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Newly synthesized proteins that leave the endoplasmic reticulum (ER) are funnelled through the Golgi complex before being sorted for transport to their different final destinations. Traditional approaches have elucidated the biochemical requirements for such transport and have established a role for transport intermediates. New techniques for tagging(More)
The flow of material from peripheral, early endosomes to late endosomes requires microtubules and is thought to be facilitated by the minus end-directed motor cytoplasmic dynein and its activator dynactin. The microtubule-binding protein CLIP-170 may also play a role by providing an early link to endosomes. Here, we show that perturbation of dynactin(More)
We use both in vitro and in vivo approaches to examine the roles of Eg5 (kinesin-related protein), cytoplasmic dynein, and dynactin in the organization of the microtubules and the localization of NuMA (Nu-clear protein that associates with the Mitotic Apparatus) at the polar ends of the mammalian mitotic spindle. Perturbation of the function of Eg5 through(More)
Although cytoplasmic dynein is known to attach to microtubules and translocate toward their minus ends, dynein's ability to serve in vitro as a minus end-directed transporter of membranous organelles depends on additional soluble factors. We show here that a approximately 20S polypeptide complex (referred to as Activator I; Schroer, T. A., and M.P. Sheetz.(More)
The dynactin complex visualized by deepetch electron microscopy appears as a short filament 37-nm in length, which resembles F-actin, plus a thinner, laterally oriented filament that terminates in two globular heads. The locations of several of the constituent polypeptides were identified on this structure by applying antibodies to decorate the dynactin(More)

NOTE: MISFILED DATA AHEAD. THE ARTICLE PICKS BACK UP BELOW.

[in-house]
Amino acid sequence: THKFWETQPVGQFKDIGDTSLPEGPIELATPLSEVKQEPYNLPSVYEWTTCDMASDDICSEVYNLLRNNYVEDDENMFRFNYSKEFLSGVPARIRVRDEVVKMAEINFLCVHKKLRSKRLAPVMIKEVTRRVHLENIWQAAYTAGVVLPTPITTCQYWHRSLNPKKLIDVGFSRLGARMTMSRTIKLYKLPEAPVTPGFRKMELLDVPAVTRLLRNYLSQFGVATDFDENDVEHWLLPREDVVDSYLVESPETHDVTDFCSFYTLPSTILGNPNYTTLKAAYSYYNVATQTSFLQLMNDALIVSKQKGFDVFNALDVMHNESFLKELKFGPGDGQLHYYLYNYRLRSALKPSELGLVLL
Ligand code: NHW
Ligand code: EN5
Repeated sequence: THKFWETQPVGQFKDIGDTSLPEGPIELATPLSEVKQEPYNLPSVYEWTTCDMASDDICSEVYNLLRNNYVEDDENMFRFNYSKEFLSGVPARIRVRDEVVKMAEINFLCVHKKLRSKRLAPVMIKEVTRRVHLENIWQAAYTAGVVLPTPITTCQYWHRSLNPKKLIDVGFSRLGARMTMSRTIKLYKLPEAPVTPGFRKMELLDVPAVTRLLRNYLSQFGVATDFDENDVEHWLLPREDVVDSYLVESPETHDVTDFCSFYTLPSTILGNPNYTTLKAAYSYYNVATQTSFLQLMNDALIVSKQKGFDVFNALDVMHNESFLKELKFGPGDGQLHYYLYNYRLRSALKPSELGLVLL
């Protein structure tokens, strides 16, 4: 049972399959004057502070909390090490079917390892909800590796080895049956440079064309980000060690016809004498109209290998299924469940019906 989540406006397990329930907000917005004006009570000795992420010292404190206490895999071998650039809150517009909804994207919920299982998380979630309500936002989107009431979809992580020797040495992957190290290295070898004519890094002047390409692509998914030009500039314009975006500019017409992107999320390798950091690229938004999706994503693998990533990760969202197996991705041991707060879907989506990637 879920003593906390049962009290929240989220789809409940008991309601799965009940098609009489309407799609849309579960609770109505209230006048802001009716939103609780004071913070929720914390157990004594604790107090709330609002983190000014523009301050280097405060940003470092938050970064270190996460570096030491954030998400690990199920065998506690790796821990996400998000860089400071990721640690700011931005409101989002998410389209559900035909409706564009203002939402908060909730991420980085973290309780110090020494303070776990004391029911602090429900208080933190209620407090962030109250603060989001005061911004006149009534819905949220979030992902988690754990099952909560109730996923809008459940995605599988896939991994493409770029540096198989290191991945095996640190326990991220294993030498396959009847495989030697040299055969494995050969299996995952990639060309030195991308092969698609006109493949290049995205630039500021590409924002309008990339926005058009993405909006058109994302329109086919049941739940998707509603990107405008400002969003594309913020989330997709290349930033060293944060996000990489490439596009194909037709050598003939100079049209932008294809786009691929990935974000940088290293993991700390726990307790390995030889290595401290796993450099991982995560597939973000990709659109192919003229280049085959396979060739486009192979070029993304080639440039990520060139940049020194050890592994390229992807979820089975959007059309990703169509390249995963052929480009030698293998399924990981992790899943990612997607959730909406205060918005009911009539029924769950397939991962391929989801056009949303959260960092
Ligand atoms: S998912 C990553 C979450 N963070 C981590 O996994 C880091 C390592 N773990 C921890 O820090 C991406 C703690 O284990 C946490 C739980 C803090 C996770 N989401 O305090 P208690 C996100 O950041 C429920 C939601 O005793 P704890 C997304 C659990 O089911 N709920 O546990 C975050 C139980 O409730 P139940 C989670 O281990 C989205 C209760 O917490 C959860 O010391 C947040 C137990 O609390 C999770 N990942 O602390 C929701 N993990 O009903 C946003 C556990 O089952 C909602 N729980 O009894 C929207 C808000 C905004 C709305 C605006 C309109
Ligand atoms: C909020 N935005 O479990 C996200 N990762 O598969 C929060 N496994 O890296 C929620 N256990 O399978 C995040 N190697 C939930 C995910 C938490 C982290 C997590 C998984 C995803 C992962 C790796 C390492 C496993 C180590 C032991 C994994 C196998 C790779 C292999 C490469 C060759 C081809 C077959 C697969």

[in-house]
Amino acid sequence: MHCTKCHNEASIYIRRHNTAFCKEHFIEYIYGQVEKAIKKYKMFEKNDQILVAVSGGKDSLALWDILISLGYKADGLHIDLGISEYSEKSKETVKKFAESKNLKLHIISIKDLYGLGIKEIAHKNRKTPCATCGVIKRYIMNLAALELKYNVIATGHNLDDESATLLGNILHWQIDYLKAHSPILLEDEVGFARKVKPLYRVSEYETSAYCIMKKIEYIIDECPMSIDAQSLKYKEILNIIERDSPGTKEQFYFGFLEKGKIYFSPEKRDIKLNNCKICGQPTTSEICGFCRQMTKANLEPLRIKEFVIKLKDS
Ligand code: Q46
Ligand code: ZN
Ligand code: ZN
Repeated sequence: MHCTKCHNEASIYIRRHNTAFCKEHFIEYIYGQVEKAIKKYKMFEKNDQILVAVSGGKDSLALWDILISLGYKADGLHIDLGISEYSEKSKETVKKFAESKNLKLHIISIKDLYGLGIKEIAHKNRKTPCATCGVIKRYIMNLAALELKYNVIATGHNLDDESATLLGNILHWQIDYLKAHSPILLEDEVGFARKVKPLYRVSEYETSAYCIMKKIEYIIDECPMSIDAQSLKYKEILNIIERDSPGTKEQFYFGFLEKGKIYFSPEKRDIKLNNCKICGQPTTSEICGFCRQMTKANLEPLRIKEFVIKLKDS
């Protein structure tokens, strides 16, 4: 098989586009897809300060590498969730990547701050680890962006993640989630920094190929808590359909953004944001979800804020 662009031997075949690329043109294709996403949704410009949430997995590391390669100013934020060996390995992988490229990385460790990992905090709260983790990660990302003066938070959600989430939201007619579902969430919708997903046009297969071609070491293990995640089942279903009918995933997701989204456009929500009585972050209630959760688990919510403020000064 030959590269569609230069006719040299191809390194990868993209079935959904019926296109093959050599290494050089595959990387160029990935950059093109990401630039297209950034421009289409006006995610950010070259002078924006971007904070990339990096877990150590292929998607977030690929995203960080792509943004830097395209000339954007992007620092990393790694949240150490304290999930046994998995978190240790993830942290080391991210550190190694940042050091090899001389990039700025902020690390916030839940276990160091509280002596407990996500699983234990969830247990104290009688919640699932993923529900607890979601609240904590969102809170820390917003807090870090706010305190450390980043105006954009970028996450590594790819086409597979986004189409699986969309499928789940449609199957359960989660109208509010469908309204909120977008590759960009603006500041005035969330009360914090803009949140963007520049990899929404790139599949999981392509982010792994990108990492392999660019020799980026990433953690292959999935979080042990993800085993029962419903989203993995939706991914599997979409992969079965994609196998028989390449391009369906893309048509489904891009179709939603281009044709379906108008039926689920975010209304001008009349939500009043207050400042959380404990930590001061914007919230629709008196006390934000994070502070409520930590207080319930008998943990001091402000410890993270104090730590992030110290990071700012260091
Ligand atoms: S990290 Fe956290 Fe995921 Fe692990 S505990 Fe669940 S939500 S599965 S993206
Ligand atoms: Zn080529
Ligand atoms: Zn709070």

What is the origin of the forces generating chromosome and spindle movements in mitosis? Both microtubule dynamics and microtubule-dependent motors have been proposed as the source of these motor forces. Cytoplasmic dynein and kinesin are two soluble proteins that power membranous organelle movements on microtubules. Kinesin directs movement of organelles(More)
Cytoplasmic dynein supports long-range intracellular movements of cargo in vivo but does not appear to be a processive motor protein by itself. We show here that the dynein activator, dynactin, binds microtubules and increases the average length of cytoplasmic-dynein-driven movements without affecting the velocity or microtubule-stimulated ATPase kinetics(More)
During prophase in higher cells, centrosomes localize to deep invaginations in the nuclear envelope in a microtubule-dependent process. Loss of nuclear membranes in prometaphase commences in regions of the nuclear envelope that lie outside of these invaginations. Dynein and dynactin complex components concentrate on the nuclear envelope prior to any changes(More)
The multisubunit protein, dynactin, is a critical component of the cytoplasmic dynein motor machinery. Dynactin contains two distinct structural domains: a projecting sidearm that interacts with dynein and an actin-like minifilament backbone that is thought to bind cargo. Here, we use biochemical, ultrastructural, and molecular cloning techniques to obtain(More)
We have evaluated the utility of the hepatoma-derived hybrid cell line, WIF-B, for in vitro studies of polarized hepatocyte functions. The majority (> 70%) of cells in confluent culture formed closed spaces with adjacent cells. These bile canalicular-like spaces (BC) accumulated fluorescein, a property of bile canaliculi in vivo. By indirect(More)